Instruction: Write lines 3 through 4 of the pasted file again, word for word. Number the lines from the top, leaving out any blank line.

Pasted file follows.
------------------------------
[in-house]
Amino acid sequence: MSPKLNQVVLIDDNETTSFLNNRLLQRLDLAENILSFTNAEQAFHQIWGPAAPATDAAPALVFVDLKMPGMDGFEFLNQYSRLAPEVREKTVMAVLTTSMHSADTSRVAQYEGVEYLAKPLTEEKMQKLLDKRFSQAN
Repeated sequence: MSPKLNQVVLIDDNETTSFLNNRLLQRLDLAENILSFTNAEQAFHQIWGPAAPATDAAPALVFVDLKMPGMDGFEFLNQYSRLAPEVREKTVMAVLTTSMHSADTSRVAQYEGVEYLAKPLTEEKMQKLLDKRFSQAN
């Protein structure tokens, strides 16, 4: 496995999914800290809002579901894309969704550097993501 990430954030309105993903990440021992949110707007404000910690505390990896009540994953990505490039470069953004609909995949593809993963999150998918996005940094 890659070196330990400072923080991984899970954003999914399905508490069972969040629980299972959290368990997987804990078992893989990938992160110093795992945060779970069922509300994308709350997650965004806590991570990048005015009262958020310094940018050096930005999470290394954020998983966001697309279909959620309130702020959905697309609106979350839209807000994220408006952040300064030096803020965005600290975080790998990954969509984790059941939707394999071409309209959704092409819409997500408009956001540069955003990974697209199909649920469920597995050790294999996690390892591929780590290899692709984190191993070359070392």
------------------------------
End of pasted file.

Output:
Repeated sequence: MSPKLNQVVLIDDNETTSFLNNRLLQRLDLAENILSFTNAEQAFHQIWGPAAPATDAAPALVFVDLKMPGMDGFEFLNQYSRLAPEVREKTVMAVLTTSMHSADTSRVAQYEGVEYLAKPLTEEKMQKLLDKRFSQAN
């Protein structure tokens, strides 16, 4: 496995999914800290809002579901894309969704550097993501 990430954030309105993903990440021992949110707007404000910690505390990896009540994953990505490039470069953004609909995949593809993963999150998918996005940094 890659070196330990400072923080991984899970954003999914399905508490069972969040629980299972959290368990997987804990078992893989990938992160110093795992945060779970069922509300994308709350997650965004806590991570990048005015009262958020310094940018050096930005999470290394954020998983966001697309279909959620309130702020959905697309609106979350839209807000994220408006952040300064030096803020965005600290975080790998990954969509984790059941939707394999071409309209959704092409819409997500408009956001540069955003990974697209199909649920469920597995050790294999996690390892591929780590290899692709984190191993070359070392």